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dc.contributor.authorNuuttila, Hanna K.
dc.contributor.authorBrundiers, Katharina
dc.contributor.authorDähne, Michael
dc.contributor.authorKoblitz, Jens C.
dc.contributor.authorThomas, Len
dc.contributor.authorCourtene-Jones, Winnie
dc.contributor.authorEvans, Peter G. H.
dc.contributor.authorTurner, John R.
dc.contributor.authorBennell, Jim D.
dc.contributor.authorHiddink, Jan G.
dc.identifier.citationNuuttila , H K , Brundiers , K , Dähne , M , Koblitz , J C , Thomas , L , Courtene-Jones , W , Evans , P G H , Turner , J R , Bennell , J D & Hiddink , J G 2018 , ' Estimating effective detection area of static passive acoustic data loggers from playback experiments with cetacean vocalisations ' , Methods in Ecology and Evolution , vol. 9 , no. 12 , pp. 2362-2371 .
dc.identifier.otherRIS: urn:47B806E50AE6ABCC2FD4E7104A9411B7
dc.identifier.otherORCID: /0000-0002-7436-067X/work/54818845
dc.descriptionThe study was funded by the Federal Ministry for the Environment, Nature conservation and Nuclear Safety of Germany (FKZ: 0325238), Bangor University and supported by SeaMôr Wildlife Tours.en
dc.description.abstract1. Passive acoustic monitoring (PAM) is used for many vocal species. However, few studies have quantified the fraction of vocalisations captured, and how animal distance and sound source level affect detection probability. Quantifying the detection probability or effective detection area (EDA) of a recorder is a prerequisite for designing and implementing monitoring studies, and essential for estimating absolute density and abundance from PAM data. 2. We tested the detector performance of cetacean click loggers (C-PODs) using artificial and recorded harbour porpoise clicks played at a range of distances and source levels. Detection rate of individual clicks and click sequences (or click trains) was calculated. A Generalised Additive Model (GAM) was used to create a detection function and estimate the effective detection radius (EDR) and EDA for both types of signals. 3. Source level and distance from logger influenced the detection probability. Whilst differences between loggers were evident, detectability was influenced more by the deployment site than within-logger variability. Maximum distance for detecting real recorded porpoise clicks was 566 m. Mean EDR for artificial signals with source level 176 dB re 1 μPa @ 1m was 187 m., and for a recorded vocalisation with source level up to 182 dB re 1 μPa was 188 m. For detections classified as harbour porpoise click sequences the mean EDR was 72 m. 4. The analytical methods presented are a valid technique for estimating the EDA of any logger used in abundance estimates. We present a practical way to obtain data with a cetacean click logger, with the caveat that artificial playbacks cannot mimic real animal behaviour and are at best able to account for some of the variability in detections between sites, removing logger and propagation effects so that what remains is density and behavioural differences. If calibrated against real-world EDAs (e.g., from tagged animals) it is possible to estimate site-specific detection area and absolute density. We highlight the importance of accounting for both biological and environmental factors affecting vocalisations so that accurate estimates of detection area can be determined, and effective monitoring regimes implemented.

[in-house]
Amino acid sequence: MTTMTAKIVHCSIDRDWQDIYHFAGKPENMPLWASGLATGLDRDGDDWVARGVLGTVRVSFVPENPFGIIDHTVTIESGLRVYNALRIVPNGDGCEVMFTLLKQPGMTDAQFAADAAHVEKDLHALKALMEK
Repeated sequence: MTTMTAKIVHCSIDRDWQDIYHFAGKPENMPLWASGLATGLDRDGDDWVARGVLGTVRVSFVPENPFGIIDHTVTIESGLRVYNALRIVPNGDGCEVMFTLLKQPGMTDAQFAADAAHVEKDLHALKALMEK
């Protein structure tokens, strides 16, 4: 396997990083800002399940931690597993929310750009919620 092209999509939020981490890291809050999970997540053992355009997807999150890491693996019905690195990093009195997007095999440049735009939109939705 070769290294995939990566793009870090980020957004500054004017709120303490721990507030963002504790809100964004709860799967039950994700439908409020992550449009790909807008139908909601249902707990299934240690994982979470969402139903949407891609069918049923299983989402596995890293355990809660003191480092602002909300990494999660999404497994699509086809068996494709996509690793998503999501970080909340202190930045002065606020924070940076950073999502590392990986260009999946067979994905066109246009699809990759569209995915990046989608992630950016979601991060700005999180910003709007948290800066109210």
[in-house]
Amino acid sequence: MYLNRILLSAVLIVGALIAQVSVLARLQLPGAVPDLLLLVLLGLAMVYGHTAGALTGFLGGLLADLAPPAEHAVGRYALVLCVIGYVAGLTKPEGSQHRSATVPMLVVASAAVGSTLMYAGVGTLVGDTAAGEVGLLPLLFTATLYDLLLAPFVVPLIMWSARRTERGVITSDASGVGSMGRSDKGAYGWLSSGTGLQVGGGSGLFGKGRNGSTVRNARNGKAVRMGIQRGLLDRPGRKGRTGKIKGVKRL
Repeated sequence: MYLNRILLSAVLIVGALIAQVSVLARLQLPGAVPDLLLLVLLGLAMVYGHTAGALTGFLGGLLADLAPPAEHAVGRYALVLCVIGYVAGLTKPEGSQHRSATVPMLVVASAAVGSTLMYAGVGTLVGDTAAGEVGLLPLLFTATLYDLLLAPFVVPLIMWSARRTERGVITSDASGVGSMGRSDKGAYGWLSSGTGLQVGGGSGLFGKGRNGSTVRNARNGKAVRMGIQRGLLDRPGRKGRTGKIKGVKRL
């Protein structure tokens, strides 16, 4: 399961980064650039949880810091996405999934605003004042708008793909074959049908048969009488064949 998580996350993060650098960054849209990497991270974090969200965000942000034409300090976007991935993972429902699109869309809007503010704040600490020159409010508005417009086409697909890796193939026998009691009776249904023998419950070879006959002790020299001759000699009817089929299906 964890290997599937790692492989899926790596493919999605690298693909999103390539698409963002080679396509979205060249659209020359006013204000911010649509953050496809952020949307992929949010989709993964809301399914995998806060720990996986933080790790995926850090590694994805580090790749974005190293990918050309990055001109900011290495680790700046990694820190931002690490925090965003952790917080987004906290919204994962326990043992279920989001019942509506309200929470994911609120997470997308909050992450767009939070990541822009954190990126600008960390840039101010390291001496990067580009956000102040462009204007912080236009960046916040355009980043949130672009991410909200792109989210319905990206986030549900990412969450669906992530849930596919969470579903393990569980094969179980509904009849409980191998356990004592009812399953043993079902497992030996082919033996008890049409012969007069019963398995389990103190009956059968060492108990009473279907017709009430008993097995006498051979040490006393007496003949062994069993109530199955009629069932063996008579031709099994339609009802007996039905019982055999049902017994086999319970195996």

dc.relation.ispartofMethods in Ecology and Evolutionen
dc.subjectDensity estimationen
dc.subjectDetection functionen
dc.subjectEffective detection radiusen
dc.subjectStatic passive acoustic monitoringen
dc.subjectQH301 Biologyen
dc.subjectGC Oceanographyen
dc.titleEstimating effective detection area of static passive acoustic data loggers from playback experiments with cetacean vocalisationsen
dc.typeJournal articleen
dc.contributor.institutionUniversity of St Andrews. Statisticsen
dc.contributor.institutionUniversity of St Andrews. School of Mathematics and Statisticsen
dc.contributor.institutionUniversity of St Andrews. Marine Alliance for Science & Technology Scotlanden
dc.contributor.institutionUniversity of St Andrews. Centre for Research into Ecological & Environmental Modellingen
dc.description.statusPeer revieweden

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